As states reopen amid the ongoing pandemic, employers and business owners are worried about their potential liability for the spread of the virus.
If an employee or customers contracts COVID-19, do they have grounds to sue? This is not a theoretical worry, it is already happening, and as of yet, no real legal precedent has been set. Congress has debated over including a liability waiver for businesses during the outbreak and the White House has also voiced their support for businesses and employers. However, this is a more complicated situation than it initially seems.
First, a customer or employee must prove that they contracted the virus at their workplace. And second, they must be able to prove that their employer/company acted negligently toward their health. This is a tall order given the prevalence of the virus and the loose reopening guidelines issued by the government. Read more about the difficulties in proving workplace negligence in reference to COVID-19 here.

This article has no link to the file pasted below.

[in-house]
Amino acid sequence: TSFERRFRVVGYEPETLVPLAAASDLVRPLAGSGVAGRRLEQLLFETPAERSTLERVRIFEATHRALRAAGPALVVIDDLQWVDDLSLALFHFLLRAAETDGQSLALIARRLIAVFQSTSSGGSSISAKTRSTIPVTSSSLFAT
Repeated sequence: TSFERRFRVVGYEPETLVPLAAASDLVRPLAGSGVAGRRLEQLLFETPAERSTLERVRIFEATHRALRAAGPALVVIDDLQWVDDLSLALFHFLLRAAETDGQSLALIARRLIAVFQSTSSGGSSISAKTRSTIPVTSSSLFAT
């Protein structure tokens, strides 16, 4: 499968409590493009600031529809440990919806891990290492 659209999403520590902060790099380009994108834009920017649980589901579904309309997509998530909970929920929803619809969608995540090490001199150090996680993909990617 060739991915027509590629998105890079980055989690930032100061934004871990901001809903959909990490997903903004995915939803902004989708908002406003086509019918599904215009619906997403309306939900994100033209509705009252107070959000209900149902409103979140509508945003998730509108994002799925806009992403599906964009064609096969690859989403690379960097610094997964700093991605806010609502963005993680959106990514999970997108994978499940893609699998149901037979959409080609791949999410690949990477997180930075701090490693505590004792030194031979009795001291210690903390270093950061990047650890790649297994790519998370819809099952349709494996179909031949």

In addition, while it appears to be a good idea to protect work places from being sued over a widespread and novel virus, giving them a liability waiver could encourage unsafe business practices that come at the expense of workers.
For now, many workplaces have workman’s compensation agreements that protect them, and it will be difficult for most employees and customers trying to prove the origin of their infection along with negligence.
What can you do as an employer to ensure your protection and that your employees and customers are safe? It is imperative to follow CDC and state guidelines and to continue to monitor for updates.
Read our blog post here for state specific best practices.
Read here for more details about liability and best practices.
Yours in Strength,
The Take Back Control Team